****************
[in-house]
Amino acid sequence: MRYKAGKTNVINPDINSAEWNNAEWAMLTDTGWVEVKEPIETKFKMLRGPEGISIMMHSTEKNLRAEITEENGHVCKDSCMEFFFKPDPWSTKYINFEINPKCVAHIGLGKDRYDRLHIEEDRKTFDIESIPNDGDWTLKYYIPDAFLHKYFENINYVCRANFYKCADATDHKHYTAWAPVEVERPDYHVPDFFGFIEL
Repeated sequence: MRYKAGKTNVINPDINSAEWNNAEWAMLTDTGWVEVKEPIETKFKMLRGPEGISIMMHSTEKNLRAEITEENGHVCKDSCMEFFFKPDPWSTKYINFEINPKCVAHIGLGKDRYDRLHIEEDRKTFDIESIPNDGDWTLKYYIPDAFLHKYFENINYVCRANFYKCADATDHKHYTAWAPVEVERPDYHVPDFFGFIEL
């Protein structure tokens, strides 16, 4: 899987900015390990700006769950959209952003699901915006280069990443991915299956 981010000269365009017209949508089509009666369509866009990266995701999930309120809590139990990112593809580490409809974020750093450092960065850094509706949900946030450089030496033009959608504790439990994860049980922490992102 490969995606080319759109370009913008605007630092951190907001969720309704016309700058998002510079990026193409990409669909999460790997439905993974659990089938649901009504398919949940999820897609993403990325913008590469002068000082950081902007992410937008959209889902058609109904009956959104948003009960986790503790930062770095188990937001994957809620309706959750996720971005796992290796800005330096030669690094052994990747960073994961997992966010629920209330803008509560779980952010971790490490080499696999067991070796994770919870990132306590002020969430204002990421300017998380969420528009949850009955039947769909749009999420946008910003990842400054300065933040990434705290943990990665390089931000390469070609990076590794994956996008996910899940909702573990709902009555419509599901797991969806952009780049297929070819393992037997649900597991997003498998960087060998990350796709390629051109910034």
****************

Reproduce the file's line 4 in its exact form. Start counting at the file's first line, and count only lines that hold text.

């Protein structure tokens, strides 16, 4: 899987900015390990700006769950959209952003699901915006280069990443991915299956 981010000269365009017209949508089509009666369509866009990266995701999930309120809590139990990112593809580490409809974020750093450092960065850094509706949900946030450089030496033009959608504790439990994860049980922490992102 490969995606080319759109370009913008605007630092951190907001969720309704016309700058998002510079990026193409990409669909999460790997439905993974659990089938649901009504398919949940999820897609993403990325913008590469002068000082950081902007992410937008959209889902058609109904009956959104948003009960986790503790930062770095188990937001994957809620309706959750996720971005796992290796800005330096030669690094052994990747960073994961997992966010629920209330803008509560779980952010971790490490080499696999067991070796994770919870990132306590002020969430204002990421300017998380969420528009949850009955039947769909749009999420946008910003990842400054300065933040990434705290943990990665390089931000390469070609990076590794994956996008996910899940909702573990709902009555419509599901797991969806952009780049297929070819393992037997649900597991997003498998960087060998990350796709390629051109910034």